For members


Today in Denmark: A roundup of the news on Wednesday

Find out what's going on in Denmark today with The Local's short roundup of the news in less than five minutes.

A Christmas decoration near the Danish parliament on December 14th.
A Christmas decoration near the Danish parliament on December 14th.Photo: Philip Davali/Ritzau Scanpix

Number of foreigners who learn Danish jumps after charge for lessons scrapped 

The number of people learning Danish has significantly increased after a mandatory course fee at language centres was scrapped last summer, the Ministry for Immigration and Integration said in a statement released this morning.

People who would have been required to pay the fee under old rules – termed self-sufficient or selvforsørgende – numbered 10,499 in early 2020 before the charge was scrapped. In the second quarter of this year that number had risen to 18,707.

The course fee, revoked on July 1st last year, applied to foreigners in Denmark for work and study purposes as well as to refugees.

Nurses diverted from wards to Covid-19 vaccine push

Nurses, doctors and students have been diverted from daily operations at hospitals in order to administer Covid-19 vaccines as Denmark aims to give as many people as possible boosters to protect against the Omicron variant, broadcaster DR reports.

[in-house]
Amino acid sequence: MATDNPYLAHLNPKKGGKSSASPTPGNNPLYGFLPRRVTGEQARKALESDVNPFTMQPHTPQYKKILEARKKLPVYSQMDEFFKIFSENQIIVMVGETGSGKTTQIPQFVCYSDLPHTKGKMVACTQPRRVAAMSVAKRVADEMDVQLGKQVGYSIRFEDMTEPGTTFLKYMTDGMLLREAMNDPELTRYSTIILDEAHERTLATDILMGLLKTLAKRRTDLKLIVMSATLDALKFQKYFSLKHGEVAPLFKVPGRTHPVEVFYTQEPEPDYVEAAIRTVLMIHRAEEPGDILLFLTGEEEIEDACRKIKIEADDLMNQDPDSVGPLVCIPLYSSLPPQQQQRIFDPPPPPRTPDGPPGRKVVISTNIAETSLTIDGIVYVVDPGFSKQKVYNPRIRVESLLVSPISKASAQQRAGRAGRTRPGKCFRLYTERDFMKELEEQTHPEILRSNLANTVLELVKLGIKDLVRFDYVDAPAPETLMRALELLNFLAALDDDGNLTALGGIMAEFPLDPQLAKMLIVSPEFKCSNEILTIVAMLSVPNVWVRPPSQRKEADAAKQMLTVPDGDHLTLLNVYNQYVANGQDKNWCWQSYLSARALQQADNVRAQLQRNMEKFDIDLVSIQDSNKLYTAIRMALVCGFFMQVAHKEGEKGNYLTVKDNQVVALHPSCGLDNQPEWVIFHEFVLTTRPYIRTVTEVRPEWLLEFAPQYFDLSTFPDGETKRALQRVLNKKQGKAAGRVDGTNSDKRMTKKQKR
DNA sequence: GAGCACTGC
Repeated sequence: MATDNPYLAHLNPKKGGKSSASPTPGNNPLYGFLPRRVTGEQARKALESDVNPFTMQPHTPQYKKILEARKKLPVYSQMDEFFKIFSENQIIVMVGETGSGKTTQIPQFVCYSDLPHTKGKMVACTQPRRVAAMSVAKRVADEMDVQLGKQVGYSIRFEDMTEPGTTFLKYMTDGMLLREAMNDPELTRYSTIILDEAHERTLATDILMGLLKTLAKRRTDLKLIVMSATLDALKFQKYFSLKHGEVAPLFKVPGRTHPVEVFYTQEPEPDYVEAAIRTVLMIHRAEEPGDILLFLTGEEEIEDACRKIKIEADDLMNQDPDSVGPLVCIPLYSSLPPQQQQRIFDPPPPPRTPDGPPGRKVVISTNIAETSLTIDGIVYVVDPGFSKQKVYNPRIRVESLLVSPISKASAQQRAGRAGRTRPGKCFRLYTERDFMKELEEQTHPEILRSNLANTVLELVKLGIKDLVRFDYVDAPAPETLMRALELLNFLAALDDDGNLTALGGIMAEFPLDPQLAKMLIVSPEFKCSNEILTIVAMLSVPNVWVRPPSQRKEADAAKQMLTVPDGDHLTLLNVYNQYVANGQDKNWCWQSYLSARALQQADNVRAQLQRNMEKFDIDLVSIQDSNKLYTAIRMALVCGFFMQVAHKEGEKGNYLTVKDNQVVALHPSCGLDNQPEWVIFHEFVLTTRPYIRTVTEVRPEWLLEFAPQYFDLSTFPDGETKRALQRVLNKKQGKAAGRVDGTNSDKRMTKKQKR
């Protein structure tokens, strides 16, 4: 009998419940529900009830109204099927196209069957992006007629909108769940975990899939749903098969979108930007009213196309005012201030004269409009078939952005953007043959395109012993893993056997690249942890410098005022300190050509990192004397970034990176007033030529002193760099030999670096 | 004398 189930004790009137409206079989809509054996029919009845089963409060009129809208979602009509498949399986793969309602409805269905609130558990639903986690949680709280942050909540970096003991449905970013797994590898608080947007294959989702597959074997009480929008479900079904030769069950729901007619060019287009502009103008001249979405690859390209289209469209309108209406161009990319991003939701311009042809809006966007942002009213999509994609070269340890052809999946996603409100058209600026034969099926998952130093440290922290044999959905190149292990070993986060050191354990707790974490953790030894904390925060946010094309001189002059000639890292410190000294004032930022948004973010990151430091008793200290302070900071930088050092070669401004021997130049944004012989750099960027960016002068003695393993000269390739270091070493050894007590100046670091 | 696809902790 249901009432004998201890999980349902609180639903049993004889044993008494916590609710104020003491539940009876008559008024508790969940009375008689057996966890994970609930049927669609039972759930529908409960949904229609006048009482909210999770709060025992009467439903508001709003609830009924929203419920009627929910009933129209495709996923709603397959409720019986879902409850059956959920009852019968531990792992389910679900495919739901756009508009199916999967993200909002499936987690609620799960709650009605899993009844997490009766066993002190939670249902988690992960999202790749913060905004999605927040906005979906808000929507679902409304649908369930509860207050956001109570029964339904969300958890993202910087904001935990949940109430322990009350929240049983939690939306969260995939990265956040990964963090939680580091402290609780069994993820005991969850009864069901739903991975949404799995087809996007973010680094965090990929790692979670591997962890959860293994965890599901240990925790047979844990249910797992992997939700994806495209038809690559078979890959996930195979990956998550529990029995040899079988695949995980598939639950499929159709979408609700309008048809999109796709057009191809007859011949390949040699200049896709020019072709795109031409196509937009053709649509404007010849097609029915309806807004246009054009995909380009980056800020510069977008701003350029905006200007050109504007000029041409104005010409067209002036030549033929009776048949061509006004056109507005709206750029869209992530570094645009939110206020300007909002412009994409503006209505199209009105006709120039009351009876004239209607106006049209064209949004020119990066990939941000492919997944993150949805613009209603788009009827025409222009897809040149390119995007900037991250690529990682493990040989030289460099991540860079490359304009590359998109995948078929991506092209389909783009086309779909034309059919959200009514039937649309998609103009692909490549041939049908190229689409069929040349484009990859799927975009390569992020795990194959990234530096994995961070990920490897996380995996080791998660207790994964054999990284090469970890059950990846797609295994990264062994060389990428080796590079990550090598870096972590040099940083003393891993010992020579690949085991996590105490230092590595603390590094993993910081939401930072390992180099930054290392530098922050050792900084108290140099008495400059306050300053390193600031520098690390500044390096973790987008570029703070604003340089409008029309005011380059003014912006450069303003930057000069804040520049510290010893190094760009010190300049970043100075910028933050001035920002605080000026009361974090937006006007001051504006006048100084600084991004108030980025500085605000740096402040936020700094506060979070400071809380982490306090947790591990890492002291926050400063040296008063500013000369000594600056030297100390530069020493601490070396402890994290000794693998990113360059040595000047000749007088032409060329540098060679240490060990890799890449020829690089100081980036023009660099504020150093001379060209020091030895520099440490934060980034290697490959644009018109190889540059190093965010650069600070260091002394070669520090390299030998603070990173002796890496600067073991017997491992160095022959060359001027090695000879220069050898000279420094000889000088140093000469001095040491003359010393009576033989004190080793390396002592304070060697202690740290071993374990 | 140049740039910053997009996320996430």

All hospitals in Central Jutland have been affected by the redeployments, according to the report.

The change in staffing will cause delays to operations and other procedures.

“But it is a necessary prioritisation. Otherwise, we risk so many people getting sick that we won’t have enough ICU beds,” medical director for the region’s hospitals Claus Brøckner Nielsen said to DR.

Sale of fireworks permitted

The sale of fireworks is restricted by law in Denmark to a period around Christmas and New Year, which begins today for the 2021 season.

Fireworks can be purchased up to and including December 31st – the day on which the vast majority of them are set off.

Although they can be purchased from today, fireworks can only be set off from December 27th, under rules introduced in 2014.

READ ALSO: Why does Denmark go so crazy for New Year’s Eve fireworks?

Sizeable investment to protect coastline environments

Danish coasts need additional protection against rising water levels, erosion and flooding and will be given 90 million kroner via the Coastal Authority for 14 different projects, the environmental ministry said in a statement.

The money comes from a poll pledged for coastal protection by the government and left wing parties in last year’s budget.

Member comments

Log in here to leave a comment.
Become a Member to leave a comment.
For members


Today in Denmark: A roundup of the news on Wednesday

Growing support for a new Danish 'nature law,' the EU recycling shakeup, and an update on government negotiations are among the top news stories in Denmark on Wednesday.

Today in Denmark: A roundup of the news on Wednesday